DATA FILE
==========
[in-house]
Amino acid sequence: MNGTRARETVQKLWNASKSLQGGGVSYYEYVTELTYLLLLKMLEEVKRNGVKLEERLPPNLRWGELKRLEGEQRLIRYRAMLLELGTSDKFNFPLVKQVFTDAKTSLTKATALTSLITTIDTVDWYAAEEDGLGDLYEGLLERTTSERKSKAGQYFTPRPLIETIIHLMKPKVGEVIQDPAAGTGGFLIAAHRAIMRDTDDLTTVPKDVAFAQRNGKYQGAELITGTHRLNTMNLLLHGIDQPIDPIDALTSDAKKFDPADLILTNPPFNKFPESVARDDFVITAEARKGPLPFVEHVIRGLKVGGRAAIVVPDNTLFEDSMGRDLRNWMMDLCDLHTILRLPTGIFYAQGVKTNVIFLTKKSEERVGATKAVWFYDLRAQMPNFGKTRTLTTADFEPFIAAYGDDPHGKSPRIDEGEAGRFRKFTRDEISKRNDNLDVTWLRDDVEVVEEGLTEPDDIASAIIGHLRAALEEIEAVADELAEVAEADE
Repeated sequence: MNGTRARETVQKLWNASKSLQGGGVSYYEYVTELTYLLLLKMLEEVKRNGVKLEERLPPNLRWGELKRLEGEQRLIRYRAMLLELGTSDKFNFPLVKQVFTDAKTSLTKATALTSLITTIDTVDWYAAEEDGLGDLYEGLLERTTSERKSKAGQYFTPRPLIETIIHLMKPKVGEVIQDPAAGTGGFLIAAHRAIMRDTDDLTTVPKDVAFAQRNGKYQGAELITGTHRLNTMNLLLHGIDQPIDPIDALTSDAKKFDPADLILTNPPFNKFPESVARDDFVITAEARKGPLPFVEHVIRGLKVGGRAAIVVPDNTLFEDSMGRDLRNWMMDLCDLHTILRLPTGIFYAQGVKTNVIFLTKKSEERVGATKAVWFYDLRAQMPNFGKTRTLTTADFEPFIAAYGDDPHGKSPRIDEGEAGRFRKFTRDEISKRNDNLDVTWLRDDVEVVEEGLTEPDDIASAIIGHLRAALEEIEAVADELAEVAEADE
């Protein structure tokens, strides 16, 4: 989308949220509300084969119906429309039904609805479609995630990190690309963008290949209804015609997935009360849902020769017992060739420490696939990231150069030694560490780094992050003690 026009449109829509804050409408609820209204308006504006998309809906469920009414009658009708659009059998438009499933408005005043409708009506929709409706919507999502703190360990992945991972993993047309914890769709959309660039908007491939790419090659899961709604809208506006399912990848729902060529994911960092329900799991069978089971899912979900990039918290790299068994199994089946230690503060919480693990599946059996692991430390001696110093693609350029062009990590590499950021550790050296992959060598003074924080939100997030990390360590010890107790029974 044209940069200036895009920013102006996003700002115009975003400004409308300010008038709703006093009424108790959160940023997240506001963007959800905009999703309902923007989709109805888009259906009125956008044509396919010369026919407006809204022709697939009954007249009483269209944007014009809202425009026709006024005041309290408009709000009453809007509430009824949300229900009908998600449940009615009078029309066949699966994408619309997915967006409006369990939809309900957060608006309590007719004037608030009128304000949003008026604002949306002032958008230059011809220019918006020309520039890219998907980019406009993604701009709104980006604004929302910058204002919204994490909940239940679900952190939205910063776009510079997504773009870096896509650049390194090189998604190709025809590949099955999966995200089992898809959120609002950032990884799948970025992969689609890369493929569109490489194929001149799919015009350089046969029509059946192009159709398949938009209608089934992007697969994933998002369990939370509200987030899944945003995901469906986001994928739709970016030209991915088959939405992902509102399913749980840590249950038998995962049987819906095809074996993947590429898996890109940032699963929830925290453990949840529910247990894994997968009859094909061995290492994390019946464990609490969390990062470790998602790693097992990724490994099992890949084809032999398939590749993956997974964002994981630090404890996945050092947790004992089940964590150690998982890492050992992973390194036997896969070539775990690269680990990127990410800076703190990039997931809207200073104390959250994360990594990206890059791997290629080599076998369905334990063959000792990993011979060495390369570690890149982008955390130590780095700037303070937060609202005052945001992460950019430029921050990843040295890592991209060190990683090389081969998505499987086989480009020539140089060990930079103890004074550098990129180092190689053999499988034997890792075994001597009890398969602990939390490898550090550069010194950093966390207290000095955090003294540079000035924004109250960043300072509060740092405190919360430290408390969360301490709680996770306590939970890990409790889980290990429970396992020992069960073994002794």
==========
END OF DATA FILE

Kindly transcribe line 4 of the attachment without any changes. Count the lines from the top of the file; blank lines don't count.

């Protein structure tokens, strides 16, 4: 989308949220509300084969119906429309039904609805479609995630990190690309963008290949209804015609997935009360849902020769017992060739420490696939990231150069030694560490780094992050003690 026009449109829509804050409408609820209204308006504006998309809906469920009414009658009708659009059998438009499933408005005043409708009506929709409706919507999502703190360990992945991972993993047309914890769709959309660039908007491939790419090659899961709604809208506006399912990848729902060529994911960092329900799991069978089971899912979900990039918290790299068994199994089946230690503060919480693990599946059996692991430390001696110093693609350029062009990590590499950021550790050296992959060598003074924080939100997030990390360590010890107790029974 044209940069200036895009920013102006996003700002115009975003400004409308300010008038709703006093009424108790959160940023997240506001963007959800905009999703309902923007989709109805888009259906009125956008044509396919010369026919407006809204022709697939009954007249009483269209944007014009809202425009026709006024005041309290408009709000009453809007509430009824949300229900009908998600449940009615009078029309066949699966994408619309997915967006409006369990939809309900957060608006309590007719004037608030009128304000949003008026604002949306002032958008230059011809220019918006020309520039890219998907980019406009993604701009709104980006604004929302910058204002919204994490909940239940679900952190939205910063776009510079997504773009870096896509650049390194090189998604190709025809590949099955999966995200089992898809959120609002950032990884799948970025992969689609890369493929569109490489194929001149799919015009350089046969029509059946192009159709398949938009209608089934992007697969994933998002369990939370509200987030899944945003995901469906986001994928739709970016030209991915088959939405992902509102399913749980840590249950038998995962049987819906095809074996993947590429898996890109940032699963929830925290453990949840529910247990894994997968009859094909061995290492994390019946464990609490969390990062470790998602790693097992990724490994099992890949084809032999398939590749993956997974964002994981630090404890996945050092947790004992089940964590150690998982890492050992992973390194036997896969070539775990690269680990990127990410800076703190990039997931809207200073104390959250994360990594990206890059791997290629080599076998369905334990063959000792990993011979060495390369570690890149982008955390130590780095700037303070937060609202005052945001992460950019430029921050990843040295890592991209060190990683090389081969998505499987086989480009020539140089060990930079103890004074550098990129180092190689053999499988034997890792075994001597009890398969602990939390490898550090550069010194950093966390207290000095955090003294540079000035924004109250960043300072509060740092405190919360430290408390969360301490709680996770306590939970890990409790889980290990429970396992020992069960073994002794």